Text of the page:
Northern Michigan University, Bachelor of Science in Athletic Training; California University of Pennsylvania, Master of Science in Athletic Training
“The most rewarding aspect of being an athletic trainer is seeing an athlete return to the game and being successful at what they do and knowing you helped make it possible.”
- Ted VanderMeuse, LAT
The Portage community is fortunate to have Ted VanderMeuse practicing as an athletic trainer at Divine Savior Healthcare. His passion for the field truly benefits area athletes.
“I always knew I wanted to help people,” Ted explains. “I didn’t really plan on being in the health care field until my high school athletic coach introduced me to the field of athletic training.”
Ted first attended Northern Michigan University, receiving his Bachelor of Science in Athletic Training. He then chose to pursue his Master of Science in Athletic Training, earning it in just one “intense” year at the California University of Pennsylvania.
“It was intense,” Ted shares. “I feel successful for getting through it. My grandpa had always told me ‘never say whoa in a mud hole,’ which I translate to ‘never give up regardless how dire the situation.’”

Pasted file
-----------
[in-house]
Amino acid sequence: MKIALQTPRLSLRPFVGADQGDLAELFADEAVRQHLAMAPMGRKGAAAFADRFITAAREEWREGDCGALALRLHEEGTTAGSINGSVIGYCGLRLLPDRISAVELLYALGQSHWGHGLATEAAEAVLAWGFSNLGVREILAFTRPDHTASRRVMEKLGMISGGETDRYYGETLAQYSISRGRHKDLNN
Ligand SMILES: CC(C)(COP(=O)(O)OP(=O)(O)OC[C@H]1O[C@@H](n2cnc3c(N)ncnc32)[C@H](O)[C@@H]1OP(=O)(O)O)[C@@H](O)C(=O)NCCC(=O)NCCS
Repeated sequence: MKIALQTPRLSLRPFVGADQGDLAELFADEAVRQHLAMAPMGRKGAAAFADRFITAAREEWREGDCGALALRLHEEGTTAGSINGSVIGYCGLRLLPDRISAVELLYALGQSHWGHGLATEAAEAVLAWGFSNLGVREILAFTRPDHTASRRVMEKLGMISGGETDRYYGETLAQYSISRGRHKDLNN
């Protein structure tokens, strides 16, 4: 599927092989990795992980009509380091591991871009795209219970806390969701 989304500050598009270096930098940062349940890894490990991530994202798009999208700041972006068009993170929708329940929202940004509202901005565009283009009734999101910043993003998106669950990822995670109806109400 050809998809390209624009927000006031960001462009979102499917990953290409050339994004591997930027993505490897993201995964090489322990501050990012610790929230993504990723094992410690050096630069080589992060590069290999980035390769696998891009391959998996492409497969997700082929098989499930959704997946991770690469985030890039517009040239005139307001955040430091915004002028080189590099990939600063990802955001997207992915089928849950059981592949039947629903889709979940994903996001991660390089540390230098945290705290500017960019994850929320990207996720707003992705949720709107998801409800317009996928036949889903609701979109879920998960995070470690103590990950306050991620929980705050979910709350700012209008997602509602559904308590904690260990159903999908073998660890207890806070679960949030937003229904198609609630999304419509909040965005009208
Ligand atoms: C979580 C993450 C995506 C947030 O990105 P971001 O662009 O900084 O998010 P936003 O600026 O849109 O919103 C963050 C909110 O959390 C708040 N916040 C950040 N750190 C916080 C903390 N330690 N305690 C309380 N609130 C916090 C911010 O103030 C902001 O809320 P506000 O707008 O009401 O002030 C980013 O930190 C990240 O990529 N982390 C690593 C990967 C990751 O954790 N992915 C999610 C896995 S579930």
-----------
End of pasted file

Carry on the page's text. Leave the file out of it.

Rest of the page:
Ted is happy to be onboard Divine Savior Healthcare’s rehab team. His ability to see the positive in all situations even makes his daily commute a source of enjoyment.
“I love the countryside, rolling hills, fields, forests and lakes. It makes for such a refreshing drive to work every day,” he says.
Ted’s optimism is apparent when he works with his patients. His appreciation for Divine Savior Healthcare is also obvious to the community.
“Divine Savior Healthcare has that great small town, neighborly feel where you feel like staff truly cares about you and everyone is extremely friendly,” Ted says.
When Ted is not at Divine Savior Healthcare, he enjoys fishing, cross-country skiing, running and working out and watching or playing all sports.
“Especially soccer,” Ted adds.
Local fishermen can be grateful that Ted chose the medical field and that he is not out on Wisconsin’s Lakes more often.
“If I wasn’t in the medical field I’d be out on a lake fishing for a profession,” he tells us.